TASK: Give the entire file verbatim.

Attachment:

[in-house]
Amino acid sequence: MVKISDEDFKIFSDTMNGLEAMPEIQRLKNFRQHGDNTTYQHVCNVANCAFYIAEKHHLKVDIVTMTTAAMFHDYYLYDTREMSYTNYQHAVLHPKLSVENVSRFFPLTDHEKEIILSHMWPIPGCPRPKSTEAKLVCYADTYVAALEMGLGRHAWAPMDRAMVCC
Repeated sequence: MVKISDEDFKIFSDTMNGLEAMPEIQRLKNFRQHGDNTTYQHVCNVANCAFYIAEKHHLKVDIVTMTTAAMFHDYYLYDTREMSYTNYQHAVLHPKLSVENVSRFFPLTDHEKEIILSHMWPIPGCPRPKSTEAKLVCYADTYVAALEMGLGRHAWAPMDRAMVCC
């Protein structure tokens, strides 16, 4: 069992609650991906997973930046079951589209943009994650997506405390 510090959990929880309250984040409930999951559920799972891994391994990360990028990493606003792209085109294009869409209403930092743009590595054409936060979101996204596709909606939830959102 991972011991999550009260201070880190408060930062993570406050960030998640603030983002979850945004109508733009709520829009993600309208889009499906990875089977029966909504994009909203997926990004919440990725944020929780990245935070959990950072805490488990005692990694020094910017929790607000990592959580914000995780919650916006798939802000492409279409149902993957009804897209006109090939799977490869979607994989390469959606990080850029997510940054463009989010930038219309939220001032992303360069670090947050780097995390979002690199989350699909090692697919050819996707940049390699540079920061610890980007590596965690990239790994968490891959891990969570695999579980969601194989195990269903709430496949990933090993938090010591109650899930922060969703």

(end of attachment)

[in-house]
Amino acid sequence: MVKISDEDFKIFSDTMNGLEAMPEIQRLKNFRQHGDNTTYQHVCNVANCAFYIAEKHHLKVDIVTMTTAAMFHDYYLYDTREMSYTNYQHAVLHPKLSVENVSRFFPLTDHEKEIILSHMWPIPGCPRPKSTEAKLVCYADTYVAALEMGLGRHAWAPMDRAMVCC
Repeated sequence: MVKISDEDFKIFSDTMNGLEAMPEIQRLKNFRQHGDNTTYQHVCNVANCAFYIAEKHHLKVDIVTMTTAAMFHDYYLYDTREMSYTNYQHAVLHPKLSVENVSRFFPLTDHEKEIILSHMWPIPGCPRPKSTEAKLVCYADTYVAALEMGLGRHAWAPMDRAMVCC
């Protein structure tokens, strides 16, 4: 069992609650991906997973930046079951589209943009994650997506405390 510090959990929880309250984040409930999951559920799972891994391994990360990028990493606003792209085109294009869409209403930092743009590595054409936060979101996204596709909606939830959102 991972011991999550009260201070880190408060930062993570406050960030998640603030983002979850945004109508733009709520829009993600309208889009499906990875089977029966909504994009909203997926990004919440990725944020929780990245935070959990950072805490488990005692990694020094910017929790607000990592959580914000995780919650916006798939802000492409279409149902993957009804897209006109090939799977490869979607994989390469959606990080850029997510940054463009989010930038219309939220001032992303360069670090947050780097995390979002690199989350699909090692697919050819996707940049390699540079920061610890980007590596965690990239790994968490891959891990969570695999579980969601194989195990269903709430496949990933090993938090010591109650899930922060969703």